In a sense, this is also true for scientists and scientific knowledge. Classification and systematization of information have been core features of modern science. The problem arises when even systematic pursuit of knowledge fails to give the answers we need. Physicist Max Planck, in his book The Philosophy of Physics, speaks about a guiding principle required to systematise or put an order to the knowledge we produce. This guiding principle he fears is not easy to discover and many times the production of scientific knowledge has to go on without actually knowing this principle. He also seems to imply that the guiding principle can only be known in retrospect. Scientists are tasked with describing and explaining the world and the universe. However, it is not always clear what should be the way to do that. Furthermore, philosopher Paul Feyerabend is famous for his view that there really is no general method or guiding principle in science. His doctrine suggests that science is an anarchist enterprise. Despite that, scientists often strive for an organisation. Hence, the struggle between a systematic pursuit and an anarchist one is evident, especially in modern physics. Now, in his novel, Golding seems to suggest that there is no end to such a struggle unless we reach a higher truth. In the book, the boys end up destroying everything until a British Naval officer shows up, at which point everything is rendered meaningless. Could this be true for modern science, as well?
Another interesting incidence in the Lord of the Flies is about an apparent ghost that lives on the island. This ghost is representative of the unknown things in the world that inspire fear in us. The boys fear what they think is the ghost. Then, one of the boys, perhaps delusional due to the circumstances, starts speaking to the head of a pig that the boys have hunted down. The head stands hoisted on a stick and is covered by flies. The head tells the kid that it is the lord of the flies and that there is no ghost on the island. Instead, it says that the ghost is inside the boys. This event in the story is important for many reasons. The idea that the ghost is inside the boys, that their fears all reside within them is very profound. This is perhaps the biggest take away from Golding’s work; it justifies the title. The fear of (or rather the tension caused by) the unknown plays a pivotal role in the survival of the boys. It affects both Ralph and Jack, the personifications of rationalism and radicalism, respectively. In the end, Piggy (who personifies order and knowledge) dies in a fight between Ralph and Jack and neither one wins.
We as humans, may not fear the unknown so to say, but our quest for knowledge is ultimately rooted in knowing the unknown. And scientists are at the top of this quest. Even today when so much is known about the world and the universe, puzzles such as dark matter, time travel, life after death etc. remained unsolved. All the methods and philosophies that the scientists employ are affected by these unknown ‘ghosts’ in our world. Moreover, the longstanding debate in science is whether the limitations of our knowledge are our own or are there things that cannot be known in principle?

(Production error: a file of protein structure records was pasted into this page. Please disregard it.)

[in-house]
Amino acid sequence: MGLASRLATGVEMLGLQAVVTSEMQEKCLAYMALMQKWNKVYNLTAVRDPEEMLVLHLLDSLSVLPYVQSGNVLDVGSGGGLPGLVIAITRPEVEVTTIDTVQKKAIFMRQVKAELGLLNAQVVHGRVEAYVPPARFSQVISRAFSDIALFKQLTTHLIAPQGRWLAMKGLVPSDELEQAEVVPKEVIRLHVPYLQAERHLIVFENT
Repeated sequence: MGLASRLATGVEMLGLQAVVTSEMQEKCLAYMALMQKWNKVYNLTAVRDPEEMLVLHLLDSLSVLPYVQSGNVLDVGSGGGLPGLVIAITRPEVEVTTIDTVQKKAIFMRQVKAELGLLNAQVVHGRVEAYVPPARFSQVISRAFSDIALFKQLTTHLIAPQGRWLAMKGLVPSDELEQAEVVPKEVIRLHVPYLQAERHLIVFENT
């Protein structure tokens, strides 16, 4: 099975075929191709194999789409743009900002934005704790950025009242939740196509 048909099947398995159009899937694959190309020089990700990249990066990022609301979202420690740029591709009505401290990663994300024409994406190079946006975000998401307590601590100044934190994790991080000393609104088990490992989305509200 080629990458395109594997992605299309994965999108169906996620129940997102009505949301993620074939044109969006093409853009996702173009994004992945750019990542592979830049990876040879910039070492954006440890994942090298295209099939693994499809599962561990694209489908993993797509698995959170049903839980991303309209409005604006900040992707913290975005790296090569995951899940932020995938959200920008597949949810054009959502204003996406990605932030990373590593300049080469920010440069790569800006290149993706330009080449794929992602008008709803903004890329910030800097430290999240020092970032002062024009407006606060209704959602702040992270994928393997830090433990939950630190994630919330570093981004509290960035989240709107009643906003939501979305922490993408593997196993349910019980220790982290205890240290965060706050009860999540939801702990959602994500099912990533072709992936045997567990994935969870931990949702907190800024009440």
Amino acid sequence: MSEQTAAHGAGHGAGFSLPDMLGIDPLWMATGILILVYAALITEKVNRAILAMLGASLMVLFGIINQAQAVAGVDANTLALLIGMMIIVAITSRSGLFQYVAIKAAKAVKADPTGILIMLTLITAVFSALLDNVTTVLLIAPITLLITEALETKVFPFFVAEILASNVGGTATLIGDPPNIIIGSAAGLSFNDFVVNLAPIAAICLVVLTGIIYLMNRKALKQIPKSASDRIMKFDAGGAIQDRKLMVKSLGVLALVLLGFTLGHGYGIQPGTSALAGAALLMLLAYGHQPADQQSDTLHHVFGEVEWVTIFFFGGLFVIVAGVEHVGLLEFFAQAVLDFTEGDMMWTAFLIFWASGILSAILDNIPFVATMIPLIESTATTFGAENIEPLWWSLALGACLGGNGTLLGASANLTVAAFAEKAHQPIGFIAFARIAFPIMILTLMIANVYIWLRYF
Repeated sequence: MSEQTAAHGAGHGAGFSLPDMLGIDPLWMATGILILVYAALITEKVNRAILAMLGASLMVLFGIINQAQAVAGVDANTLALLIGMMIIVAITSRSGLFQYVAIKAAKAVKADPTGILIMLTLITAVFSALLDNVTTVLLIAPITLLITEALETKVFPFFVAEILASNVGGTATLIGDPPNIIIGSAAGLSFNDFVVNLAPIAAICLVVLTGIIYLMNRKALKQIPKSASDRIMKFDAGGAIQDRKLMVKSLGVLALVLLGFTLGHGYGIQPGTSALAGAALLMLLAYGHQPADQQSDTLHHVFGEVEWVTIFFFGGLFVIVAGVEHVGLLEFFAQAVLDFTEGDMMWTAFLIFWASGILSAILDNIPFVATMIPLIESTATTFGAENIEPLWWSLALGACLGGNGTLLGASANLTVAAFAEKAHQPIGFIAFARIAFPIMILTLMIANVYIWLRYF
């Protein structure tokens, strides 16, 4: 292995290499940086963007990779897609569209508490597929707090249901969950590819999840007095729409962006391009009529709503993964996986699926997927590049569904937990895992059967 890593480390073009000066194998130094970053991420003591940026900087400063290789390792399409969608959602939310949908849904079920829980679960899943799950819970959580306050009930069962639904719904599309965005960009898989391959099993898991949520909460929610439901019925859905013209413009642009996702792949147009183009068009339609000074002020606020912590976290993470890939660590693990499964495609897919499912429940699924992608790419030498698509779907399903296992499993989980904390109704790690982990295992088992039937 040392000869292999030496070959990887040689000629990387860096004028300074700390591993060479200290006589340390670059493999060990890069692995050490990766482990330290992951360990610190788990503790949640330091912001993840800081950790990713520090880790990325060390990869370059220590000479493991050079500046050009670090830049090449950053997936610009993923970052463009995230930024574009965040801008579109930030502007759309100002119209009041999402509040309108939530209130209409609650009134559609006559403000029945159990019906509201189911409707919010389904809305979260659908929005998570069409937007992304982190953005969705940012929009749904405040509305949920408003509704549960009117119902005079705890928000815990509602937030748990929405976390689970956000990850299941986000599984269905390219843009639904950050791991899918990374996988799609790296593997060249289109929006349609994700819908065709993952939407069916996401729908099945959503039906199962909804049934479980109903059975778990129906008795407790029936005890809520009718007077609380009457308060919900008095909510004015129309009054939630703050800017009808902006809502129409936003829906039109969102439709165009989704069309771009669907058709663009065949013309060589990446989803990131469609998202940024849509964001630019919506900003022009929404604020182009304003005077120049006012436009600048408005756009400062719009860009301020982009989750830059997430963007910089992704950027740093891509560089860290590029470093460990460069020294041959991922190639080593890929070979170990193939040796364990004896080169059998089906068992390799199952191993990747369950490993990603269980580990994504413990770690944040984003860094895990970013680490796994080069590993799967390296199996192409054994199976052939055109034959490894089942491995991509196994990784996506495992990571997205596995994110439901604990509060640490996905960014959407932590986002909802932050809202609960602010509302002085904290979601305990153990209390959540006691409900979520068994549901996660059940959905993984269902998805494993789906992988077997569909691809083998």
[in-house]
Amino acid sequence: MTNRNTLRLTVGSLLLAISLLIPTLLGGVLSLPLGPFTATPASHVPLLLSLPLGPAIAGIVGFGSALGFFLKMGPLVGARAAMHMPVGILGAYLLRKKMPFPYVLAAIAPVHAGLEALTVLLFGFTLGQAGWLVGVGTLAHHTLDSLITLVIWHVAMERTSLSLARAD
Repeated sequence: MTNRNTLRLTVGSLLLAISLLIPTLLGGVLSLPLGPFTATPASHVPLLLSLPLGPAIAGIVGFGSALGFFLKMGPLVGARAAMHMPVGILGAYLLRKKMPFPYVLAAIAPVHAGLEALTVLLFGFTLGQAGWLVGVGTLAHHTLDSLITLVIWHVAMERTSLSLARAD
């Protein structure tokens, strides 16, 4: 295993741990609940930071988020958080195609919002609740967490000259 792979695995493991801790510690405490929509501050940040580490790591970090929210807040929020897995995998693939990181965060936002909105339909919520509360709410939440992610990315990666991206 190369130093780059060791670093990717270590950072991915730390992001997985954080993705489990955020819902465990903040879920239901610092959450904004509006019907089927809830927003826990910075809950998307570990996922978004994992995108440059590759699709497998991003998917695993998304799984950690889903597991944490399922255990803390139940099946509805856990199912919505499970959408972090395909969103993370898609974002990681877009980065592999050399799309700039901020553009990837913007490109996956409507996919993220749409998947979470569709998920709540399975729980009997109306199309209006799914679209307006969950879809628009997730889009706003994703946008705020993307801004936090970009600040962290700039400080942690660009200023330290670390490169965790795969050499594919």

These ideas demand a fuller exploration. Here, I am merely stating them. Juxtaposing the history of science with the Lord of the Flies (or another work that has similar reflections) could be very insightful. Of course, that is work for another day. I am glad that the IE project allowed me to think along these lines. One thing that, I hope, comes through this article though, is that studying developments (intellectual or otherwise) in different forms of isolation can tell us a lot about how we function as intelligent beings. Moreover, when it comes to knowledge, apart from the more tangible geographical isolation, we also experience intellectual isolation. Contrary to the popular belief then, scientific knowledge may not be as universal as we think it is. Scientists often work on their intellectual archipelagos and as their knowledge meets the rest of the world, they expand their islands in hope of perhaps a higher truth. Golding also tells us that at some point the island merges with the rest of the world, in a figurative sense. The boys on the island meet the Naval officer, that is their attainment of higher truth - a higher reality. On every level, the ‘island’ comes with its own sense of isolation. With time we evolve to take the larger definition of an island; perhaps this continues forever. There are islands that are parts of larger islands and every time, in our quest for knowledge, we must move from one sense of isolation to another.